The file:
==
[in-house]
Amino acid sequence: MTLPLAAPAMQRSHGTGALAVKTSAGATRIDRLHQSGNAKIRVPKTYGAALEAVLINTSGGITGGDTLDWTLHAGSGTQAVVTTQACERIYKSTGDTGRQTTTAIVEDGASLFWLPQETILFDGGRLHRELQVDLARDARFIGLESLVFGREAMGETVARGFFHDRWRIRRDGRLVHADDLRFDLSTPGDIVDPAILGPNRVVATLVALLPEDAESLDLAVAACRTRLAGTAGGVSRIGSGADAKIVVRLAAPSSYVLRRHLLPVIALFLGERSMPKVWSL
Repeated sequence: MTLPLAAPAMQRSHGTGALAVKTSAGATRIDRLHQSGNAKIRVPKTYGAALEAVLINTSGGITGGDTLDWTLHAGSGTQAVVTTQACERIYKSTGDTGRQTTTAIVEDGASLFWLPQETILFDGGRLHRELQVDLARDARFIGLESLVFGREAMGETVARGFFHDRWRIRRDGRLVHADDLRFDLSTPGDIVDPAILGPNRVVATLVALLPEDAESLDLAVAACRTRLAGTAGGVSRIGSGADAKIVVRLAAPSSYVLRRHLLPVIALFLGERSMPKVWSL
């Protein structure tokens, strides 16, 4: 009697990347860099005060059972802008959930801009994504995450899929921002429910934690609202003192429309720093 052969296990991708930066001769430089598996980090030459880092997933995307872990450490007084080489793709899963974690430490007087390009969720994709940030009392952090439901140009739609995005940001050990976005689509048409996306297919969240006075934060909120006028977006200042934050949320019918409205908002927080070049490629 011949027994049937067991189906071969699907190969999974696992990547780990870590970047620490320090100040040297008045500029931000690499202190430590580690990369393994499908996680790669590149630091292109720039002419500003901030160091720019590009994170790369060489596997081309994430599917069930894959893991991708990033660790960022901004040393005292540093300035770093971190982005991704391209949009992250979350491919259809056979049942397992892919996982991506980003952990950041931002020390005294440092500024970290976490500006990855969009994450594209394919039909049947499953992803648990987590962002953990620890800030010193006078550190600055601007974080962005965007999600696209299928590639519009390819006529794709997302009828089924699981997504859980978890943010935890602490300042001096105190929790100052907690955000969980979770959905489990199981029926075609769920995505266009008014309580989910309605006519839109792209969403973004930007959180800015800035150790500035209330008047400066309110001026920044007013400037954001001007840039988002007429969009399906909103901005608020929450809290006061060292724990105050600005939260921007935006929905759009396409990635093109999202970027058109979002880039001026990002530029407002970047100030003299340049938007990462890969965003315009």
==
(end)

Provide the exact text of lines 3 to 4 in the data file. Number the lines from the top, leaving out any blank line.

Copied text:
Repeated sequence: MTLPLAAPAMQRSHGTGALAVKTSAGATRIDRLHQSGNAKIRVPKTYGAALEAVLINTSGGITGGDTLDWTLHAGSGTQAVVTTQACERIYKSTGDTGRQTTTAIVEDGASLFWLPQETILFDGGRLHRELQVDLARDARFIGLESLVFGREAMGETVARGFFHDRWRIRRDGRLVHADDLRFDLSTPGDIVDPAILGPNRVVATLVALLPEDAESLDLAVAACRTRLAGTAGGVSRIGSGADAKIVVRLAAPSSYVLRRHLLPVIALFLGERSMPKVWSL
């Protein structure tokens, strides 16, 4: 009697990347860099005060059972802008959930801009994504995450899929921002429910934690609202003192429309720093 052969296990991708930066001769430089598996980090030459880092997933995307872990450490007084080489793709899963974690430490007087390009969720994709940030009392952090439901140009739609995005940001050990976005689509048409996306297919969240006075934060909120006028977006200042934050949320019918409205908002927080070049490629 011949027994049937067991189906071969699907190969999974696992990547780990870590970047620490320090100040040297008045500029931000690499202190430590580690990369393994499908996680790669590149630091292109720039002419500003901030160091720019590009994170790369060489596997081309994430599917069930894959893991991708990033660790960022901004040393005292540093300035770093971190982005991704391209949009992250979350491919259809056979049942397992892919996982991506980003952990950041931002020390005294440092500024970290976490500006990855969009994450594209394919039909049947499953992803648990987590962002953990620890800030010193006078550190600055601007974080962005965007999600696209299928590639519009390819006529794709997302009828089924699981997504859980978890943010935890602490300042001096105190929790100052907690955000969980979770959905489990199981029926075609769920995505266009008014309580989910309605006519839109792209969403973004930007959180800015800035150790500035209330008047400066309110001026920044007013400037954001001007840039988002007429969009399906909103901005608020929450809290006061060292724990105050600005939260921007935006929905759009396409990635093109999202970027058109979002880039001026990002530029407002970047100030003299340049938007990462890969965003315009």